• Green Monster

    By Lang Phipps
    Photography by Michael Light
    A LAVISH EXPANSE OF LAWN IS THE ULTIMATE EXPRESSION OF AMERICAN WELL-BEING AND WEALTH. BUT HOW DID THAT BECOME THE FASHION? AND AT WHAT COST?   
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  • The Bird Man of Gardiner's Island

    By Glyn Vincent
    Photography by Dell Cullum
    HOW CITIZEN SCIENTISTS — WORKING RIGHT HERE ON GARDINER’S ISLAND — SAVED THE OSPREY IS A STORY THAT ALL CONCERNED ABOUT ATTACKS ON THE ENVI
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  • The Babysitter Mystery

    By Taylor Vecsey
    Photography by Various Sources
    IN 1955, A 14-YEAR-OLD BABYSITTER WAS ABDUCTED FROM A SUMMER HOUSE AND ATTACKED BY A MASKED STRANGER.
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  • Happy Campers

    By Nina Channing
    Photography by Edward Patrowicz
    THE MONTAUK SHORES TRAILER PARK IS A HOLDOUT FROM A SIMPLER ERA, BUT OUTSIDE FORCES OF CHANGE — MILLIONAIRES-ONLY REAL ESTATE PRICES, FEMA’
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  • Getting To Know You

    By Alec Baldwin
    Photography by Getty

    THESE ARE A FEW OF ALEC BALDWIN’S FAVORITE THINGS ABOUT JULIE ANDREWS: SHE’S STRONG, SHE HAS INTEGRITY, SHE’S GODDAMN FUNNY, AND, OF COURSE, THAT VOICE.

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  • The Player

    By Ellen T. White
    Photography by Durell Godfrey

    Back in the 1980s, the tale of the so-called "Maidstone Con Man" captured imaginations well beyond the fairways of the storied club.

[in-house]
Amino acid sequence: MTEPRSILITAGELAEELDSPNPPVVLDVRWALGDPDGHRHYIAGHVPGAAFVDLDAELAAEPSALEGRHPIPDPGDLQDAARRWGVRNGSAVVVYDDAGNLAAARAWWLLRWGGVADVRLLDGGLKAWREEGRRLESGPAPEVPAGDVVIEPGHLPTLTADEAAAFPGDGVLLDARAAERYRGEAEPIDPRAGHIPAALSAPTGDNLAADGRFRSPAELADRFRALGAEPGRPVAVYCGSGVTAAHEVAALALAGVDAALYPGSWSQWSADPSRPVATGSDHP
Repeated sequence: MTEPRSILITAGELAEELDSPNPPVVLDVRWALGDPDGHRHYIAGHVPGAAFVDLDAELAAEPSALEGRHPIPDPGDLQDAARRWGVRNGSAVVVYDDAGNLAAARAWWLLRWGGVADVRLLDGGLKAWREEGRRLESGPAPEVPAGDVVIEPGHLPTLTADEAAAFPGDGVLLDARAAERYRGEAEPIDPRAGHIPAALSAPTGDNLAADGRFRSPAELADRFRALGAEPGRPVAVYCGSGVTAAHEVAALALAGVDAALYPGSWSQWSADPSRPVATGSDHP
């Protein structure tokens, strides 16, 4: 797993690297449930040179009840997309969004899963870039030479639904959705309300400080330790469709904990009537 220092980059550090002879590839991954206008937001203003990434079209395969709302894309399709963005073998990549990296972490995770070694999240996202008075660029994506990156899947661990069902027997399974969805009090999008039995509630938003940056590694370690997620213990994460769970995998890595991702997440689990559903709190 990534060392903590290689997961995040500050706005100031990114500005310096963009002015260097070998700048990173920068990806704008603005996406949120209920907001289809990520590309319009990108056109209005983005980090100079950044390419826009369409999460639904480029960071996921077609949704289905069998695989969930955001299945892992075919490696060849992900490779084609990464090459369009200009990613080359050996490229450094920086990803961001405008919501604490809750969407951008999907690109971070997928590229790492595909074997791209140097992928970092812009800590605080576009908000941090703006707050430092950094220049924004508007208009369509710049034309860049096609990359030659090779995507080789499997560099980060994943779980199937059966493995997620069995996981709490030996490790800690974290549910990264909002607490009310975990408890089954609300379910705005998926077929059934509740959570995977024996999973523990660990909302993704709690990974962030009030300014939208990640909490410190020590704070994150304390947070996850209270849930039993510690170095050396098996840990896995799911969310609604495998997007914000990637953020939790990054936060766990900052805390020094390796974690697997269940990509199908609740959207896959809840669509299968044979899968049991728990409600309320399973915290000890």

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  • Prodigal Father

    By Christopher Walsh
    Photography by Ken Walsh

    Rolled up and stored in a mailing tube, lying for decades in a New England attic, the canvas had collapsed onto itself at one end. There was water damage, too, effectively gluing together two sections of the roll. When it was finally stretched out, the paint had pulled off both sides, leaving foot-long white scars.

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  • Summer of Sam

    By Taylor Vecsey
    Photography by East Hampton Star

    Forty years ago this summer, two and a half hours west of here, a heat wave brought an already intense summer to a boil. New York City, litter-strewn and struggling, had declared bankruptcy. The blackout of 1977, lasting 25 hours and hitting most of the city, led to looting and torched storefronts. The Yankees were battling their way out of the blighted Bronx to win a championship. It was the summer Star Wars lit up the screen. It was the summer of Sam. 

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  • Trump Was Here

    By Nina Channing
    Photography by Doug Kuntz

    The Trump name is everywhere, on steaks, on schools, on beautiful chocolate cakes, on White House stationery, on hotels from Aspen to Azerbaijan. So why is the Trump name not in the Hamptons?

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  • by Christopher Walsh · Aug. 8, 2016
    Photography by Jay Justin

    Alec Baldwin revives a town-hall style discussion series amid a historic election.